Paul Verhoeven's "Starship Troopers" is arguably a cult-classic; produced at the end of the 90s, the film's over-the-top sense of parody and irony caused it to be written off by some as unintentionally campy and haphazardly made. One only need to look at the pair of ensuing, straight-to-DVD sequels to realize fully why Verhoeven made the choices he made and why, until now, the original was the only really tolerable entry in the film adaptations of the series. Although there have been some prior, well-received Halo: Legends," which is a point worth mentioning, as "Starship Troopers: Invasion" has some curious similarities.
To be blunt, if one modified the unique design of the bugs and change the names of three characters in "Invasion," one could easily mistake the film for a poorly made tie-in to the Halo universe. The characters themselves are stock figures that one could trace the origins of back to "Aliens" in terms of stereotypes and attitudes, while the armor and even weapons of the Federation soldiers look very much influenced by the most recent entries in the Halo saga, namely "Halo: Reach." Sadly, this isn't a Halo movie and what little depth one might expect from even stock characters is absent, leaving "Invasion" to move at a breakneck pace giving you just enough time with each of its many characters to give the ensuing action a minor amount of emotional weight.
For fans of the series, a big draw to "Invasion" is the return of Generals Johnny Rico and Carl Jenkins, as well as Captain Carmen Ibanzes, however, none of the trio's original live-action actors returns to do voice-work. Ultimately, Rico, Jenkins and Ibanez serve as the only truly necessary named characters in the story, which revolves around an abandoned Federation ship possibly infested with bugs; however, the audience is duped into thinking one of the new characters to the film, Major Henry "Hero" Varro is the true focal point. The semi-bait-and-switch is a cruel move, as "Hero's" mysterious back-story is infinitely more entertaining than Ibanez' constant complaints, Jenkins' sniveling antics, and Rico's eleventh-hour, superhero-esque action sequences. The rest of the crew, is frankly, fodder for clichéd last stands and gory dismemberments, which are generally satisfying but as the film wraps up its bloated, non-stop finale, eventually wear thin.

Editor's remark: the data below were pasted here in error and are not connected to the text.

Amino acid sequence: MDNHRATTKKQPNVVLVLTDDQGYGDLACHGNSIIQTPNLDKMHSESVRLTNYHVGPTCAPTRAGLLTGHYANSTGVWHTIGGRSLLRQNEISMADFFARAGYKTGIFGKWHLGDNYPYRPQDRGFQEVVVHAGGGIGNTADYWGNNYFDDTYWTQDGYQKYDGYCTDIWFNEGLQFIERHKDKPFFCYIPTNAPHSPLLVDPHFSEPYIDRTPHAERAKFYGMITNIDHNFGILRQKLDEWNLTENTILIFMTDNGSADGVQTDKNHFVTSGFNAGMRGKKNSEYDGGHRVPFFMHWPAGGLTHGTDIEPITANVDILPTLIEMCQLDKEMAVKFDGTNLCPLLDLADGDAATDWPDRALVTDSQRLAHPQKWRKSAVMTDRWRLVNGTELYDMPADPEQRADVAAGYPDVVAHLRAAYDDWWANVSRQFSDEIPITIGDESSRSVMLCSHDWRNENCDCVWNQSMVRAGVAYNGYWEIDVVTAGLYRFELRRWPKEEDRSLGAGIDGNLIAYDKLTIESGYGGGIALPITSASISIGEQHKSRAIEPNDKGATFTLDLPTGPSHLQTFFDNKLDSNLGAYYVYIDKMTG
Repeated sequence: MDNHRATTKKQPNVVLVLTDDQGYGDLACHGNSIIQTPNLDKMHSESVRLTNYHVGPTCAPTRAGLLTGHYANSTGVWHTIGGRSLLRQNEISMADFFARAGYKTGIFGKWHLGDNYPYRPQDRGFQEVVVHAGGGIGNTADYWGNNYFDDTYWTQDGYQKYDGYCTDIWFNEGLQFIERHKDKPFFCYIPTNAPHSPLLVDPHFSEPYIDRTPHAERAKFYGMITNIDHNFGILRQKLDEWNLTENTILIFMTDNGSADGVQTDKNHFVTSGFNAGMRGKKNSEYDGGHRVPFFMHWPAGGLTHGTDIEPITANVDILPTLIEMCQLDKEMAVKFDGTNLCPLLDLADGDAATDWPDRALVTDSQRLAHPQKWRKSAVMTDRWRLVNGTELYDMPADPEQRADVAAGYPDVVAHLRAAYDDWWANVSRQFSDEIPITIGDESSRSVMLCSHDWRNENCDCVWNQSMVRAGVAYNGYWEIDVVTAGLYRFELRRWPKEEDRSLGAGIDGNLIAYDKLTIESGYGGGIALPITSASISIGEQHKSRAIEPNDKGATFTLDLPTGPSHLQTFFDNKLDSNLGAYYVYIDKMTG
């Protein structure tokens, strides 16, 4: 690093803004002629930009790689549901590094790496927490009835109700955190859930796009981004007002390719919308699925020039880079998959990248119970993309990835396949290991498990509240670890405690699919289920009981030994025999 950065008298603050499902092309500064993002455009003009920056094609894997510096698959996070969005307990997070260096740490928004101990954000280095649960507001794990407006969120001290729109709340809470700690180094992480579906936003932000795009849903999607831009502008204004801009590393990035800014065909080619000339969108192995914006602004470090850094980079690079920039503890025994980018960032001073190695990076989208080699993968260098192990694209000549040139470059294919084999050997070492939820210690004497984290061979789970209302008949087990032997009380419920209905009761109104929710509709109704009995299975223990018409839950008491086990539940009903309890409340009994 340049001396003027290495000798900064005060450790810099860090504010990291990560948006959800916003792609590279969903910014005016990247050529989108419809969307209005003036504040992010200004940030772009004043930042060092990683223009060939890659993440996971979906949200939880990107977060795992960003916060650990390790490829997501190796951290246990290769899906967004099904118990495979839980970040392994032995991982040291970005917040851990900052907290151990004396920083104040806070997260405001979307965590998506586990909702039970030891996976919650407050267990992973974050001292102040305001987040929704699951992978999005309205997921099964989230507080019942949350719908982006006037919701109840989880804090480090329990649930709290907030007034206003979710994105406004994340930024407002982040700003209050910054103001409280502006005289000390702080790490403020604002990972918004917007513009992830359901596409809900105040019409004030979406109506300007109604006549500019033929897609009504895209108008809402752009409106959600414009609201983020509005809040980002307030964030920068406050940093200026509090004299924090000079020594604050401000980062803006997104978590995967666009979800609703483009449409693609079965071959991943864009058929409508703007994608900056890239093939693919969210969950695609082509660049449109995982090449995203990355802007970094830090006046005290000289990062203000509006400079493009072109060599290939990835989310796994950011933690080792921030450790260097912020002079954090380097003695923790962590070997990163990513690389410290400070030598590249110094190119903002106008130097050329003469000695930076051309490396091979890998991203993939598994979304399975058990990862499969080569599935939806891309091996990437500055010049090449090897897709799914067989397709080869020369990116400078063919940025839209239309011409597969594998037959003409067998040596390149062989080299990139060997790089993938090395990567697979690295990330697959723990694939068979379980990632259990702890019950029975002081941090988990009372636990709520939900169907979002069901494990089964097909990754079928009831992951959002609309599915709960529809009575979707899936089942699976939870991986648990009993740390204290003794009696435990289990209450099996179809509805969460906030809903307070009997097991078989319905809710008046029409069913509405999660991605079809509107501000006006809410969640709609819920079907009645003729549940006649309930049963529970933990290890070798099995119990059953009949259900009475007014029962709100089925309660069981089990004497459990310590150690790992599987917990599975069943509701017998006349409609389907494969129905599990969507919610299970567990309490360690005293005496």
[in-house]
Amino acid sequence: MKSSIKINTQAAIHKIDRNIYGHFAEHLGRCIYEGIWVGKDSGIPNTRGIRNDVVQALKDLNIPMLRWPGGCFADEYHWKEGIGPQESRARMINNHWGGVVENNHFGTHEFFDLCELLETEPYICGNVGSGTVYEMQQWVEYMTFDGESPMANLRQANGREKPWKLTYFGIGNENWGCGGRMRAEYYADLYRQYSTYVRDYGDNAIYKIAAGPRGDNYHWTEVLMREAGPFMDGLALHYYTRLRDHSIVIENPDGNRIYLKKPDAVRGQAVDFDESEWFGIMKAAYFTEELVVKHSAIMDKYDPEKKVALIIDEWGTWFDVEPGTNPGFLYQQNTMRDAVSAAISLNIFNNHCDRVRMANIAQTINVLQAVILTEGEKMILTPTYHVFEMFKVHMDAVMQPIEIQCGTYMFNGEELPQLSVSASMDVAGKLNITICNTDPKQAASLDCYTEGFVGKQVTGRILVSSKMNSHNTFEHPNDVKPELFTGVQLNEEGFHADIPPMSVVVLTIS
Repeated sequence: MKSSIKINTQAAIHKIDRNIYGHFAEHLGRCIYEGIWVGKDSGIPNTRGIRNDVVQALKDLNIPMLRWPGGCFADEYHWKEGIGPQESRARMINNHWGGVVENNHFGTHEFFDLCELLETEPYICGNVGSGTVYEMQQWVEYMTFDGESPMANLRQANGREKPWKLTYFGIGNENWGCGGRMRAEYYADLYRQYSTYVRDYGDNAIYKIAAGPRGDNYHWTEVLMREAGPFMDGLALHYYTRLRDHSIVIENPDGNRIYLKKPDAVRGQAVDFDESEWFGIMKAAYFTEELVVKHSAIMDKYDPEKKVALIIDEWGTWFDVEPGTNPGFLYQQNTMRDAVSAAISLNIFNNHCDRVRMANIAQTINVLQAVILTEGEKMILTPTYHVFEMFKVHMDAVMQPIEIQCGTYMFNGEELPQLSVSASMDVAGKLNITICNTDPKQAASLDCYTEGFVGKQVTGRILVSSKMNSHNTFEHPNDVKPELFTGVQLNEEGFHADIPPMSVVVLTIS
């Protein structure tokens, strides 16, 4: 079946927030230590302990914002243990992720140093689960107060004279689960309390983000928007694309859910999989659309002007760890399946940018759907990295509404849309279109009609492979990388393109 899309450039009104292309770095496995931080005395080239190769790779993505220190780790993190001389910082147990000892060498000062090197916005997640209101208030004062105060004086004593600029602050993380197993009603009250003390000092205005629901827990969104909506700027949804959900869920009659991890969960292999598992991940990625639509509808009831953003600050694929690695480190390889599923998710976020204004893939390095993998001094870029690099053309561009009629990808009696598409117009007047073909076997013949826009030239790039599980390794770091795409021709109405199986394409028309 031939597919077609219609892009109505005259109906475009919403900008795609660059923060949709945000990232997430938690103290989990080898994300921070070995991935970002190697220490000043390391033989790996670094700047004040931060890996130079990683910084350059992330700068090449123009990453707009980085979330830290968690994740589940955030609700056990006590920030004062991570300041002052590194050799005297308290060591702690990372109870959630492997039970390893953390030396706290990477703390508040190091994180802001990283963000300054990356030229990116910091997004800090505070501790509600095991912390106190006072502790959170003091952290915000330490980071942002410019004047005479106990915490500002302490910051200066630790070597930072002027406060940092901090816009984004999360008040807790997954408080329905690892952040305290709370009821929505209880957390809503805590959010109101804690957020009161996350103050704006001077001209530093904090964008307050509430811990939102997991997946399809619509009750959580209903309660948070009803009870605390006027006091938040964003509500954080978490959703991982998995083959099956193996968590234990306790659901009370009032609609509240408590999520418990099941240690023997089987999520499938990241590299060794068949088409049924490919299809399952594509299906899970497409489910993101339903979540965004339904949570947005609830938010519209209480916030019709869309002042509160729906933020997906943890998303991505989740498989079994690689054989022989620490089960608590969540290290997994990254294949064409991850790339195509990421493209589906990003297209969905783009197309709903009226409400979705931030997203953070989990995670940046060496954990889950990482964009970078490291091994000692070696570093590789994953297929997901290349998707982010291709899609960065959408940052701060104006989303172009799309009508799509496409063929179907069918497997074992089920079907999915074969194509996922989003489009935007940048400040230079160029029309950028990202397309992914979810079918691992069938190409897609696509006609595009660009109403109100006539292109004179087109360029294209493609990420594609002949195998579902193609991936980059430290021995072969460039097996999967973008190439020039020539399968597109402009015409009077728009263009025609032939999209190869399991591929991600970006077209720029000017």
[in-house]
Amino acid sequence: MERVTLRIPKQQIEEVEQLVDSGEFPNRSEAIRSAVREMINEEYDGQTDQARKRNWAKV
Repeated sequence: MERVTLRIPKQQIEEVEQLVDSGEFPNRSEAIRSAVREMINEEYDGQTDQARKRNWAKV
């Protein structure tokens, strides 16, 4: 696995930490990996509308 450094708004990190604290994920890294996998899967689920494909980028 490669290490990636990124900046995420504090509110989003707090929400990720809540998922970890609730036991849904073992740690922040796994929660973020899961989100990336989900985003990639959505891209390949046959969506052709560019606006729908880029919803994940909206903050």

I can't help but get the feeling that "Invasion" is meant as a backdoor pilot to a series of straight-to-DVD animated offerings. If so, some of the story decisions make sense, but "Invasion" is presented as a standalone offering, making it a viscerally pleasing, derivative, minor crowd pleaser. The CG animation is not as striking as one would expect and some of Aramaki's camera movements pulled me out of the cinematic experience and reminded me of something that would happen right before a video game cutscene switches to actual game play. Don't get me wrong, the designs are impressive, but the overall execution is sometimes as stiff as the forgettable voice cast. Ultimately, "Starship Troopers: Invasion" is superior to the two prior live-action sequels, but a sad shell of the glory of the 1997 original.
The 1.78:1 anamorphic widescreen transfer is noticeably low-contrast with poor black and shadow reproduction, as well as infrequent, but noticeable compression artifacts are present, most often during tight shots of muzzle bursts. The drab color scheme is reproduced generally well and the detail on the animated models is definitely eye-catching.
The Dolby Digital English 5.1 audio track sports great usage of the surround environment, but sadly that's where the outstanding ends. Dialogue sounds slightly removed from the action, which itself is very weak, with little LFE action. To be honest, I think a lot of the disappointment with the sound mix is a result of the original sound design itself. Portuguese, French, Spanish and Thai 5.1 tracks are included as well as English, English SDH, Chinese, French, Portuguese, Korean, Spanish and Thai subtitles.
The bonus features are quite substantial and interesting. First up is a feature-length, subtitled commentary from the director and a producer. If that's not enough, an 11-part, 80-minute making-of documentary gives a solid look at the creative process from all aspects. Finally a pair of deleted scenes and a wholly un-amusing "gag reel" round out the extras.
"Starship Troopers: Invasion" is wholly derivative but surprisingly well paced for a nearly 90-minute CGI feature. Sadly, the less than desirable technical presentation does take away from any true immersive quality of the experience. The film does however, come second to the original, Verhoeven cult-classic, but is entirely devoid of the heavy-handed parody and irony of that offering. Compared to the two most recent straight-to-DVD sequels, it's a marked improvement and decent genre entertainment. The extra effort in the behind-the-scenes department elevates the overall quality of the package just slightly. Recommended.